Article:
The novel presents love blossoming within evil (and hatred) but turning, gradually, to strive against it. It is a scrupulous depiction of the ups and downs in the growth of this love inside the complicated character of the heroine. Rana does not only carry inside her the seed of destruction (her two failed attempts at her life) but also the seed of fertility (her unquenched desire for love and motherhood). She encompasses both evil and good (in an utterance that reflects this while leaving the door open to bewilderment, she says: “I want to hate them both because they are the reason for everything.” (meaning her suffering). (Page 357)

Having started by recording Ali’s departure from the way he dealt with his political cause (joining the Palestinian resistance movement), the novel moves to depict Rana as she enters the spider-web, falls in love with Elie (the antagonist who may be described as the anti-Christ, using ecclesiastical terminology) and finally discovers the truth about the latter’s designs. At this stage, she has realised that in return for Elie’s promises of love and marriage she is to engage in assassinations and dealt acts. The subsequent encounter between Ali (who is frustrated and at the brink of meeting his death on the open sea) and Rana (who is equally frustrated and attempts suicide) becomes a savior for both and constitutes a welcome development in a realistic novel that embraces the idea of beginning of the universe with the creation of Adam and Eve.

The Sea of darknessp the sea of love

Still, Adam and eve of the novel do not descend from paradise to earth but from a genuine hell to the sea. Here, the novelist invokes a wealth of what the sea has meant through the ages. Ali’s excursion refers the reader to an entire heritage of literary production that is organically and intimately linked to the sea: (Homer’s) Odyssey, Herman Melville, Ernest Hemingway. It refers the reader as well to layers of memory that do not only interact with the recently stored literary texts but also with all that has been written about the sea and water and its foundations both in human soul and in the myths and legends.

The second chapter ends with a horrific scene in which futility and death are interwoven. Having disappeared without a trace following an Israeli air raid, the mutilated body of Maher, Ali’s friend, emerges to the surface of a lagoon inside the military camp, forced out by the explosion of a hand grenade that another guerrilla (Bu’bu’) had tossed to the water.

A change of scene. We see Ali in a boat on the open sea, pondering his return from what Fadel Errabii had once described as “the closed society of the Freudian fighters” to civil life. Ali is immersed in fishing. Maher had died in the lagoon like a fish. The narrator’s description of the fish’s struggle to escape the fisherman (and Maher’s attempt to evade the Israeli bomber) appears symbolic of Ali’s desire for survival. The fish’s attempt to free itself appears to be suicidal. Ali had tried to exit the camp not through the main gate but through “the gate-to-hell” that the commander had planted with mines. His exit is, consequently, suicidal, too, but also ritualistic. It is similar to the crossing of “straight way” to paradise for a Muslim or the act of baptism for a Christian. The mines do not explode, however. It is Ali who explodes in a lengthy monologue accompanied by an enormous outburst of rage against the main topic of the novel, evil.5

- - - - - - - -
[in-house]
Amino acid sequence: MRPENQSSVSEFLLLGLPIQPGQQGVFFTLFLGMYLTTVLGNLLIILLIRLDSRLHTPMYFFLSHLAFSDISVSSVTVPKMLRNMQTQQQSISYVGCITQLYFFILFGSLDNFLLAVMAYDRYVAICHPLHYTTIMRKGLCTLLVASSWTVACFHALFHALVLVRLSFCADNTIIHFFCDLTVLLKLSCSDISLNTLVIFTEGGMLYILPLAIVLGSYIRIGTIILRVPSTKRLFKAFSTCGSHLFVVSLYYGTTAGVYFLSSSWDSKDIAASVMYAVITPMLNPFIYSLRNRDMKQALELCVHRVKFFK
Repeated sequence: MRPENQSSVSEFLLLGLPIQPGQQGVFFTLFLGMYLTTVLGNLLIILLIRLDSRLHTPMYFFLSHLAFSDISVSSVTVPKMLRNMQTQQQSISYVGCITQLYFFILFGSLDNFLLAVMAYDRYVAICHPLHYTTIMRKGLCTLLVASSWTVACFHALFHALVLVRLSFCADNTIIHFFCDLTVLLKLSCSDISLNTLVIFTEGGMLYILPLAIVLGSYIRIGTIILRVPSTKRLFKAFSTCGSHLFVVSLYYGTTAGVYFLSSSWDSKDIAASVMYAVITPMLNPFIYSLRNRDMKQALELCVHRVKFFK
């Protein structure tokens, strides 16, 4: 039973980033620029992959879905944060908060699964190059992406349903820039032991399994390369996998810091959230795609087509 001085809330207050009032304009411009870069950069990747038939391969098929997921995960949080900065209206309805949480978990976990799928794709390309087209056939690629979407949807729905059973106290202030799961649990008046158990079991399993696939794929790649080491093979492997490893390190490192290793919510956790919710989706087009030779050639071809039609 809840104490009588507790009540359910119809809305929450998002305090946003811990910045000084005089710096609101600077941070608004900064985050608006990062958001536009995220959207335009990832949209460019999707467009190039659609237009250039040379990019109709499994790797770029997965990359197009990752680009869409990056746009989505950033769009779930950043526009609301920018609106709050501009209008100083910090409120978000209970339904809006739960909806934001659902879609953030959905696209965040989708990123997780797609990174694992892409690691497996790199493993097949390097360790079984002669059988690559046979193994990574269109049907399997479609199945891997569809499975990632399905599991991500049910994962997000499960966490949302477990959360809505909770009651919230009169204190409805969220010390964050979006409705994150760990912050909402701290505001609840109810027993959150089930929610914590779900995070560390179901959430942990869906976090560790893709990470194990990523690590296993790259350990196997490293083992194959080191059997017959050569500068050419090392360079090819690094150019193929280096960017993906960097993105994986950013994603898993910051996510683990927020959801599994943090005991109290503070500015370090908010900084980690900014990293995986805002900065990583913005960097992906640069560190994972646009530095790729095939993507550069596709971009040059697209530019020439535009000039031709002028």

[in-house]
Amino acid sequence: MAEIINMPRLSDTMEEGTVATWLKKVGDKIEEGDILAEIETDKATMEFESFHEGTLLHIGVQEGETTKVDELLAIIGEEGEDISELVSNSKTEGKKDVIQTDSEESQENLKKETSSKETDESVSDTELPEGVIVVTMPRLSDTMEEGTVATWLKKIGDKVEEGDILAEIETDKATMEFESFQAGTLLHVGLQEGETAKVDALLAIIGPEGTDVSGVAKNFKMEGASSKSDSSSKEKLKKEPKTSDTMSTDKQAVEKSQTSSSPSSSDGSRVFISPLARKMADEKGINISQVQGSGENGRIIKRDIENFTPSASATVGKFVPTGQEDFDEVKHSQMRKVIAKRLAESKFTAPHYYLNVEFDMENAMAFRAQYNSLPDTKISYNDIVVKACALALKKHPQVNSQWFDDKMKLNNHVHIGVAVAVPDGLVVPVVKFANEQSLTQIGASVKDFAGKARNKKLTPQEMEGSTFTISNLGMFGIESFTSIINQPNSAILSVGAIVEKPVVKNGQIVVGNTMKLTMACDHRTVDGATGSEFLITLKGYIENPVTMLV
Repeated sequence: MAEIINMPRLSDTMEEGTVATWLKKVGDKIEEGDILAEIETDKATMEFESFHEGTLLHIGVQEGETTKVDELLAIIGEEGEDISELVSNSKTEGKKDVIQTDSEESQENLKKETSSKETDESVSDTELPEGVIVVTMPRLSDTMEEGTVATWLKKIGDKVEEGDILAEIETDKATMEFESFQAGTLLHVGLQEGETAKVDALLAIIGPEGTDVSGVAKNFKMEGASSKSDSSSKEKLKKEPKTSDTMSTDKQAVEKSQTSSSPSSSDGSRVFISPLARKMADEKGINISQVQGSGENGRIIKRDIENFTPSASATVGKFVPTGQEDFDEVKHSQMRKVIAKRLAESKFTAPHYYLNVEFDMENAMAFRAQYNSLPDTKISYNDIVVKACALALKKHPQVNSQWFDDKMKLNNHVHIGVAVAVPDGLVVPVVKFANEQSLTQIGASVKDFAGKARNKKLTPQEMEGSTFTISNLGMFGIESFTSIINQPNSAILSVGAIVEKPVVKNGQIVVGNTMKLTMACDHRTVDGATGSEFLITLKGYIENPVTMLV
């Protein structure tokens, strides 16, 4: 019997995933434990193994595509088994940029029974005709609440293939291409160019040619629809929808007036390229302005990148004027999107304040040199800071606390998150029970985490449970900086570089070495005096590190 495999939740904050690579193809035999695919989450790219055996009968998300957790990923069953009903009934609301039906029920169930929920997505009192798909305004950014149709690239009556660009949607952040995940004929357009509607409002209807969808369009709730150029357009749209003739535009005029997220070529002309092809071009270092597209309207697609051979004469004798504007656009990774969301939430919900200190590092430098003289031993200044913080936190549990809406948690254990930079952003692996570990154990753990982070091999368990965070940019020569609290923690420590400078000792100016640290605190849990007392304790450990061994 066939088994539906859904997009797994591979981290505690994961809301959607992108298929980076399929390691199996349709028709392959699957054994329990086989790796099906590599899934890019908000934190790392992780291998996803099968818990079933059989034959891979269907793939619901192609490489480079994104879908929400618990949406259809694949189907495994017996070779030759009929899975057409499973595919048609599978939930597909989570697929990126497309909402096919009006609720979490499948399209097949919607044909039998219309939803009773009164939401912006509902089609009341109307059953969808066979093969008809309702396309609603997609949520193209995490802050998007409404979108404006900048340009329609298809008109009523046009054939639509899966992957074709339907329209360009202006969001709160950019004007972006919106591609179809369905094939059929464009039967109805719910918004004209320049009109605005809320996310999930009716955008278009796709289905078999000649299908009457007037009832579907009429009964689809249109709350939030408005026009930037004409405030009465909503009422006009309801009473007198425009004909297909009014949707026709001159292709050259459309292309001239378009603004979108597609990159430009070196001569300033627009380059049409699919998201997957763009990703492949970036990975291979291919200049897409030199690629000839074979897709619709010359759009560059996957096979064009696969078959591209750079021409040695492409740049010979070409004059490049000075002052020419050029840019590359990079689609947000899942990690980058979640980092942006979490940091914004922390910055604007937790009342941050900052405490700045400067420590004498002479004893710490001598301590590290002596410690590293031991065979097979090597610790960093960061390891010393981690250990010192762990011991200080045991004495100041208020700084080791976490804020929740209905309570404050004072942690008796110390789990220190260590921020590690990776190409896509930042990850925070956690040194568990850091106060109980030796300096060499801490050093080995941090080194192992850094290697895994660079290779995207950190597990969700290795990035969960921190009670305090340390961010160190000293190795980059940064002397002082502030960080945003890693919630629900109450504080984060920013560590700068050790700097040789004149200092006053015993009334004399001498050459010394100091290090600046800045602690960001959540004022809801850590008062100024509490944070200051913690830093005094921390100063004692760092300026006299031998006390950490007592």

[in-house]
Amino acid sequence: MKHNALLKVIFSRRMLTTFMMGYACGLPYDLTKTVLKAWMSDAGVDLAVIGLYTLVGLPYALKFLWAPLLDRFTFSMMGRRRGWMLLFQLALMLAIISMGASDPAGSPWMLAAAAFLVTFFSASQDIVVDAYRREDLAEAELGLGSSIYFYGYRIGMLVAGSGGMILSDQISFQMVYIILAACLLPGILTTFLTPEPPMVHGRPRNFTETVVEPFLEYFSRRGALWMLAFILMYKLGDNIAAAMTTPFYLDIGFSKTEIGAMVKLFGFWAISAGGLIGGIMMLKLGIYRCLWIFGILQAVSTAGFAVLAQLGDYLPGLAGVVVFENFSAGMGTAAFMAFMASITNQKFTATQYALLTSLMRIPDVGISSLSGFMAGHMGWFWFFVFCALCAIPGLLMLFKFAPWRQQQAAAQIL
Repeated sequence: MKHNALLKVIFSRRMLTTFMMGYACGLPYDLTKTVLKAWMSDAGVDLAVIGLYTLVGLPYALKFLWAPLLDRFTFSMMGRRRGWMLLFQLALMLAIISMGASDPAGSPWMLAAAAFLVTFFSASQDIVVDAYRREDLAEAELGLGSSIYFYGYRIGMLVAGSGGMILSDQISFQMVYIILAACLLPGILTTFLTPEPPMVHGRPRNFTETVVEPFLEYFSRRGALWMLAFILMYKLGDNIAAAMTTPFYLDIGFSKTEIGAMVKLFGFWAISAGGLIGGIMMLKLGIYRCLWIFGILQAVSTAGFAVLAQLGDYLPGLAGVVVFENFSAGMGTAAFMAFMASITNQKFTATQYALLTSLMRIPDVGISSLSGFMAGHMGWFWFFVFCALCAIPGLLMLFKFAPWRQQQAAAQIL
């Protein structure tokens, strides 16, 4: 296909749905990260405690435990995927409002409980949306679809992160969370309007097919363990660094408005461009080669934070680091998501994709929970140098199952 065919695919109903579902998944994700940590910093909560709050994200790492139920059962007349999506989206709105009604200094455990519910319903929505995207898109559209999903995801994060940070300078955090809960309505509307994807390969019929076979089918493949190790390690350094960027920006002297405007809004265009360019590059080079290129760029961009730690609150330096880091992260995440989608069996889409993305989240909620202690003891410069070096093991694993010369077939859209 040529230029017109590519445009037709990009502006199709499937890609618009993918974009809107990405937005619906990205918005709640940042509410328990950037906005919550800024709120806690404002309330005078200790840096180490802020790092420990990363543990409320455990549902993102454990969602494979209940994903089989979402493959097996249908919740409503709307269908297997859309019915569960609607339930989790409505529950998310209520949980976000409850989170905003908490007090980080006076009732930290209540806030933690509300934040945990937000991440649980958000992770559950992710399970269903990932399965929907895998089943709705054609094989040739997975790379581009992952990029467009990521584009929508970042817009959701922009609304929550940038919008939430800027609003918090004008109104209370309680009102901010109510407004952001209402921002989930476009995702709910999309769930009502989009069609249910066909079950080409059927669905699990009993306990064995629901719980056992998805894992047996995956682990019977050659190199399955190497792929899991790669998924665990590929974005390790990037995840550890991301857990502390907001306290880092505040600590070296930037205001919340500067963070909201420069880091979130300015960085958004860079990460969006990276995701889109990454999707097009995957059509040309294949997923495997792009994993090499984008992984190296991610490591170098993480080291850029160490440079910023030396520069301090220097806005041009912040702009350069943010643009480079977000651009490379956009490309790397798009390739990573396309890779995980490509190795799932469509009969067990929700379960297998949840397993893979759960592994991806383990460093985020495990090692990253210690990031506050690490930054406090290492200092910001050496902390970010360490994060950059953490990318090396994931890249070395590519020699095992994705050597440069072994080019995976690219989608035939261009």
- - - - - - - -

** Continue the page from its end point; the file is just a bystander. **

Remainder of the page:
Likewise, the act of fishing plays a role close to the Christian experience as demonstrated in Jesus inviting his followers to eat his flesh or his invitation to the fishermen: Samaan and Andrew to follow him so that he will make them save men, morally speaking. 6 Maher who metaphorically becomes a fish in the camp’s lagoon is now himself, or rather his tormented soul that had been cornered and made helpless, to be fished by Ali. The naiveté of the fish is nothing but that of Ali, Maher and Bu’bu’ who all made the mistake of biting on the bait. 7

But while Ali draws comparisons between Maher and the fish, he, likewise, draws comparisons between himself and the other two in a tripartite exchange of symbols. In order to escape the memory of having been a victim, Ali feels a need to be a fisherman, not a fish. Fishing is getting rid of violence in addition to being symbolic and ritualistic.

Immersed in an acute existentialist mood, Ali becomes aware of how lonely he was on the open sea and in the entire universe.8 He is unable even to sense the existence of God. This notion is so powerful in that it holds the individual solely responsible for fate but, strange enough, it also puts Ali in the middle of crossed mythological and ritualistic experiences that are religious by excellence. This serves to draw the reader’s attention to the mythological and symbolic core that is embedded in the realistic fabric of the novel.

“Times of Death and Roses does not allow for categorisation. This, in my opinion, is the most important characteristic of great literature.”

PART II

Chapters: 4, 5,and 6, are the most important in terms building the dramatic action in the novel. They provide the reader with details for a scene for each of Ali and Rana. Ali, in his part is in his boat (having spent a terrible night, came to the brink of death and suffered deadly loneliness). Rana is on board a ship (likewise in a state of acute despair that pushes her to take the decision of committing suicide). They appear having been on a journey in the sub conscience, far away from the mainland and its relationship with reality. They are heading, each in his own way, towards death, passengers in a mythological boat taking them to the underworld of the dead. The chance for Ali’s survival is slim: the sea sets its huge jaws wide open to swallow the two. But when Rana jumps into the water, their destinies meet again and they rush to each other, having been saved from a close encounter with death.